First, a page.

Hugh Freeze has been on the job for eight months now. His team is readying to open fall camp, with the first practice set for Saturday.
One thing we've learned about Freeze over these many weeks and months is he's not one to shy away from the mess he inherited. Rather, he's been brutally honest when discussing the depth concerns of his roster, academic issues and the beast of a schedule his team faces in 2012.
The questions have become somewhat repetitive. It's what happens this time of year, especially in Hoover, Ala., where Freeze held court with national press for the first time as Ole Miss head coach a few weeks ago.
And one question he's faced over and over, and will continue to face, is at running back. He has his hands full.
(An aside: I swore Tuesday I wouldn't refer to former Ole Miss head coach Houston Nutt (I did it again!) in my stories anymore. I mean, it just seems tired at this point. For this story, however, it's next to impossible. Here's a compromise. From this point forward, he'll simply be known as The Dude.)
Amazing, isn't it? The Dude was a renowned quarterback killer. But there was little doubting his ability to develop quality running backs, including such names as Darren McFadden, Dexter McCluster and Felix Jones. A running back or two always found their way into each February signing class.
Yet, here Ole Miss is, heading into the 2012 season with the position The Dude built his career around mired in uncertainty, save for junior Jeff Scott, who Freeze told me in June was quickly becoming a leader on the team.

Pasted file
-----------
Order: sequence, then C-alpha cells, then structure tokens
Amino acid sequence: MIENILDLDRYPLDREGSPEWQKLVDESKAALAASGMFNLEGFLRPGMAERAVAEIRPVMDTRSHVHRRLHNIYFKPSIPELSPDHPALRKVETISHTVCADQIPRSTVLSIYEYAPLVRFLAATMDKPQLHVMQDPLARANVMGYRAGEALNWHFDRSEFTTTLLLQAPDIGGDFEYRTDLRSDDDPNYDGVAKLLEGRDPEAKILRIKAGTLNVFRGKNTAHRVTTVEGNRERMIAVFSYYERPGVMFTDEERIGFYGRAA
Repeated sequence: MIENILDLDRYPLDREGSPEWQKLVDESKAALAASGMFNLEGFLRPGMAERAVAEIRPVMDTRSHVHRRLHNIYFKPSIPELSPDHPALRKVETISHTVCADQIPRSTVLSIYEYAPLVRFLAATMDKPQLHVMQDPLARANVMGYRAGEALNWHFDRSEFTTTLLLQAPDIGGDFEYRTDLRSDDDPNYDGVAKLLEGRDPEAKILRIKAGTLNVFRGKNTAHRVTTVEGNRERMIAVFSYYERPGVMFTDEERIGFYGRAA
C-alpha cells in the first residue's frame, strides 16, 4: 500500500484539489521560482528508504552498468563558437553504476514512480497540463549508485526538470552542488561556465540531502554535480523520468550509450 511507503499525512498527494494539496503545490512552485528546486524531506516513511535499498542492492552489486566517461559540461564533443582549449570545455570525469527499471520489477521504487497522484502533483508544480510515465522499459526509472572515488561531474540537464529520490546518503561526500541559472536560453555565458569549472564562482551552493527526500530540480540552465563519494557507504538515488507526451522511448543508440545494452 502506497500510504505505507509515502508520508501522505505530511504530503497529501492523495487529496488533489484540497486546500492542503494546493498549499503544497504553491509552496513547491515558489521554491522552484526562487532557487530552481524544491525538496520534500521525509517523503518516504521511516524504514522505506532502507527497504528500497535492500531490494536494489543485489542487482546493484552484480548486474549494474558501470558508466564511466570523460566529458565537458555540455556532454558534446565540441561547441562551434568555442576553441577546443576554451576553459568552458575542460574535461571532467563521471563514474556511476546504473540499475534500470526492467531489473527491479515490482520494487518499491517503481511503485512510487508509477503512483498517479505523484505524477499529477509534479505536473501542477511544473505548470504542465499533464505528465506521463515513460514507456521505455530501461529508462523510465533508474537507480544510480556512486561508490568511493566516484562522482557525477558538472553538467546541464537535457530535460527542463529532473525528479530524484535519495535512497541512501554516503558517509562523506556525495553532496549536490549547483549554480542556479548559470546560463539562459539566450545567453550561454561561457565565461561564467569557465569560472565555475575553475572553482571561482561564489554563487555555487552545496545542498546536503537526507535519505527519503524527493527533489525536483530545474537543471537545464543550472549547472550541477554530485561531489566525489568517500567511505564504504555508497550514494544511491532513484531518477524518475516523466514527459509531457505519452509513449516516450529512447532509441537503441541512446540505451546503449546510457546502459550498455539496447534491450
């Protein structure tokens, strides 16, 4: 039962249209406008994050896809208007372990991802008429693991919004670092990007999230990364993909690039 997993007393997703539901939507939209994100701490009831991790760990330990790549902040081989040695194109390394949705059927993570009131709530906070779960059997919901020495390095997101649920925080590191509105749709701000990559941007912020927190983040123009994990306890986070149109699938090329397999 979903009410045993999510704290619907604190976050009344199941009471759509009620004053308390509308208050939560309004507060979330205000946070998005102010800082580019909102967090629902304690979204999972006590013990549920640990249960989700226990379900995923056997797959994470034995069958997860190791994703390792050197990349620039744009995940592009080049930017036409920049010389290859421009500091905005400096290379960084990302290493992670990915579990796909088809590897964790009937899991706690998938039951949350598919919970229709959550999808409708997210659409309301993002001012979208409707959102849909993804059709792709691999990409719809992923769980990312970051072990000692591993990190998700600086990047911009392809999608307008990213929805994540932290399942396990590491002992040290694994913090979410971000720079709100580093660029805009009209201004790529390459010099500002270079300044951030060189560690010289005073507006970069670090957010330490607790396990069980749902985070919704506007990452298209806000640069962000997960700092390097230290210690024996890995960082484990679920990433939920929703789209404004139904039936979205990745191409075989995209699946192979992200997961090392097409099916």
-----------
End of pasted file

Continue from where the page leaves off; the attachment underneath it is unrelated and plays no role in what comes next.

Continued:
If Freeze had it his way, at least one player would emerge this fall and push Scott. Competition breeds productivity. Scott is all to himself right now, and while he's made strides in the maturity department, he'd do well to have another capable back pushing him. If I had to guess, I'd say freshman I'tavius Mathers, who we'll get to in a minute, will ultimately be the guy.
Scott has always struggled with consistency, and I'm not just talking about football here. Of all the players on the roster, you'd be hard-pressed to find another under more pressure than the small but dynamic Scott, who led the team in rushing for an offense that floundered far more often than it succeeded last season.
Freeze never called him by name when he was hired, but it was pretty much common knowledge that Scott was one of the players in serious academic trouble. He had work to do to get his grades in order to gain eligibility this fall. Fair or not, there were questions if he could. He'd developed a reputation as a player with a less-than-stellar work ethic over his first two seasons, both on and off the field, and his performances on Saturday, while sometimes electric, lacked in -- honk if you've heard this before -- anything close to resembling consistency.
That all changed in the spring. Unlike others with academic shortcomings, Scott didn't miss a single practice. He was there for all 15, and he took the lion's share of the snaps with the first-team at running back. This is his year. Brandon Bolden is gone, as is Enrique Davis, though his loss isn't really noteworthy. Scott has to perform. He has no choice, really.